After nearly two years of addiction, Victoria Thierens said her life changed Nov. 30, 2019. In a cry for help, she called police and was taken to a behavioral unit to have a psych evaluation. There, she found out she was four weeks pregnant with her daughter.
"They let me know that due to that, that they would be calling Child Protective Services and that within a day's time that they would be coming to the house and we would be establishing some sort of plan to make sure that my children were safe," Thierens said.
Thierens has gone from being a victim to being victorious.
"I have been sober for two and a half years, and it's been an incredible journey," Thierens said.
Her story starts in high school. She said she's always been a very ambitious person and she was determined to graduate early so she could become a nurse-midwife. She also became a fitness coach who competed in body-building competitions and she started a business.
"At a certain point, I felt like I was kind of just, missing out on, like, the party scene and just exploring what was, you know, what life had to offer at the time," Thierens said. "What started out as just, you know, partying a little bit here and there, you know, I did a little bit of cocaine and was just like exploring and experimenting. Nothing too serious turned into quite a slippery slope. And I ended up getting addicted to crystal meth."
She said her descent into addiction was very gradual.
"It's kind of challenging in times to decipher when is it that you're no longer in control, you know," Thierens said.
The thought of losing her newborn and her other child wasn't something she could imagine, and it instilled in her the motivation to make a change. From that moment on, she's had the strength to stay away from drugs.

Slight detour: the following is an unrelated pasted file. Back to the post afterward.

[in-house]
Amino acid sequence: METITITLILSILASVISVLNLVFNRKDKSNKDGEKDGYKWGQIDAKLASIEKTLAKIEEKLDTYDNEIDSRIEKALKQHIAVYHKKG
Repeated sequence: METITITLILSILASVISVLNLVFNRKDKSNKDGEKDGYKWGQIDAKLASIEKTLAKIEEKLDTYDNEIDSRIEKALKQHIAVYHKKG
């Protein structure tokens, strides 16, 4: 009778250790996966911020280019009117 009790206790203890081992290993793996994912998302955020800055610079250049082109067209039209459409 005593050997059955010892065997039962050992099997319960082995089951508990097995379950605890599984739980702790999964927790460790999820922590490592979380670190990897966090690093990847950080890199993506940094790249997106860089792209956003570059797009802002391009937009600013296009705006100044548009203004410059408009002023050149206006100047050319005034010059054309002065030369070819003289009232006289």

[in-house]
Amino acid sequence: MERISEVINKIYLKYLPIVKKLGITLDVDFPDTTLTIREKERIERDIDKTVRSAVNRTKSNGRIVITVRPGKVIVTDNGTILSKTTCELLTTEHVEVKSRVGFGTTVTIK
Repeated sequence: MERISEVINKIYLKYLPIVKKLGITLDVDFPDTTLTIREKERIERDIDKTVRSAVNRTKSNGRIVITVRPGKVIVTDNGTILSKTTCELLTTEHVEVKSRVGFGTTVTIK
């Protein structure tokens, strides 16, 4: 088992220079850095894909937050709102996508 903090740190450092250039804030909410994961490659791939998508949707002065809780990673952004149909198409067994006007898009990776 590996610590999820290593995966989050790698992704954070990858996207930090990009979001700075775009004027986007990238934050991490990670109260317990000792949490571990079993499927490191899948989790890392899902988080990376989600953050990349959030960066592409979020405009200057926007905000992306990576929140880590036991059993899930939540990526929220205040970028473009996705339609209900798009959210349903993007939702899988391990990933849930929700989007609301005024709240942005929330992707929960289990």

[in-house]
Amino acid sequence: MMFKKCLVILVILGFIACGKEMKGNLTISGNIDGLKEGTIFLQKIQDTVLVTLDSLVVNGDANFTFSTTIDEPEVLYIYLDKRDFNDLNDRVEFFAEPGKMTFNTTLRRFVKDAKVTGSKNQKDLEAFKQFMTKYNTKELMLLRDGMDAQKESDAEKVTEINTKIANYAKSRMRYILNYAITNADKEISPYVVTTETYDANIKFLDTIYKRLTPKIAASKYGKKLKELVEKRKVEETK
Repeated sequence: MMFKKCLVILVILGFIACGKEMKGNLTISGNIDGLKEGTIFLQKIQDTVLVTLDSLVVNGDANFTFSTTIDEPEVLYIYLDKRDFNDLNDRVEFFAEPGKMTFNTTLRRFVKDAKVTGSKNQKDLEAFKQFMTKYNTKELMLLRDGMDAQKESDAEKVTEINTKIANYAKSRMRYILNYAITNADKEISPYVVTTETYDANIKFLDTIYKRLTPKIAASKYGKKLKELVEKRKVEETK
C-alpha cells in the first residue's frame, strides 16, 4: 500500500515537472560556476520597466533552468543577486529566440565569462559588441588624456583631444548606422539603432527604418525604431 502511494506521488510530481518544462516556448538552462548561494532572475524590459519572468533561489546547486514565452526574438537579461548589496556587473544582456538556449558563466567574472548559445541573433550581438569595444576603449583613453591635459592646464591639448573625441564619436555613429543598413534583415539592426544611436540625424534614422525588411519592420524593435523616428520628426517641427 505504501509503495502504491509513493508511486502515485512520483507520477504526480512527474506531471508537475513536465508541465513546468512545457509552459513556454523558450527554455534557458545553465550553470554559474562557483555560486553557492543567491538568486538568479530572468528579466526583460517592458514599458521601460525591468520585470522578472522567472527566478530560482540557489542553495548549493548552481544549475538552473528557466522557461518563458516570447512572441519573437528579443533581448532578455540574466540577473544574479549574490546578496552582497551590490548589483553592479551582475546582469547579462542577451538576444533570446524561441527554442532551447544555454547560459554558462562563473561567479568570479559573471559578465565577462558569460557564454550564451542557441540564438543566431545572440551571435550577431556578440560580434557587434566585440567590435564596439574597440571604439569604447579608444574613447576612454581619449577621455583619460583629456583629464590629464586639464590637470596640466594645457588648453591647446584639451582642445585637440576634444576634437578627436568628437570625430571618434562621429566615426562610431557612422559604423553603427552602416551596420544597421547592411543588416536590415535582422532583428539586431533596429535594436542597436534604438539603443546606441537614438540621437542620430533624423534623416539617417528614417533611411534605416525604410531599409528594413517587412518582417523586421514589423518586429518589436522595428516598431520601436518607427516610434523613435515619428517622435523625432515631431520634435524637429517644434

"I knew that it was a pivotal point and that these people were here to help me and that I had to choose to help myself," Thierens said.
According to a study conducted by Harvard Medical School professor of psychiatry Dr. John Kelly, roughly 10% of Americans are in recovery from an alcohol- or drug-use disorder.
"There are about 20 to 30 million people in recovery right now in the United States," Kelly said.
Kelly is also the director of the Recovery Research Institute at Massachusetts General Hospital. He said it may take a few or many years for someone to recover from addiction, but the latest data from the CDC and National Institute on Drug Abuse shows a majority of people who battle addiction eventually recover.
"75% of people who experience at some point in their life an alcohol or other drug use disorder will achieve remission," Kelly said.
Dr. Nora Volkow is the director of the National Institute on Drug Abuse. She said the more time a person is in remission, the greater their chances are of staying that way. The path to recovery differs from person to person, but she says there's one common denominator.
"A key component, that is extraordinarily important, like our backbone, is those social support systems that can help the person stay in recovery," Volkow said.
Those social support systems are what Thierens said have been very helpful for her.
"Having a group of women and like support teams that are there for you even if they haven't gone through addiction," Thierens said. "Just having a good group of friends who have aligned interests or similar interests as far as like wanting to progress as a human, as a being, as somebody that's dealing with life right now."
She says good sleep, eating habits and self-care have also been important in her journey. Now she's using her experience to help others through a book she recently co-authored, and one-on-one sessions to guide people who are struggling with addiction or depression and anxiety.
"I just love being a mom and I love really helping the world and sharing my story with the hopes of empowering other people and just showing up as my best self and my most authentic self as often as I can," Thierens said.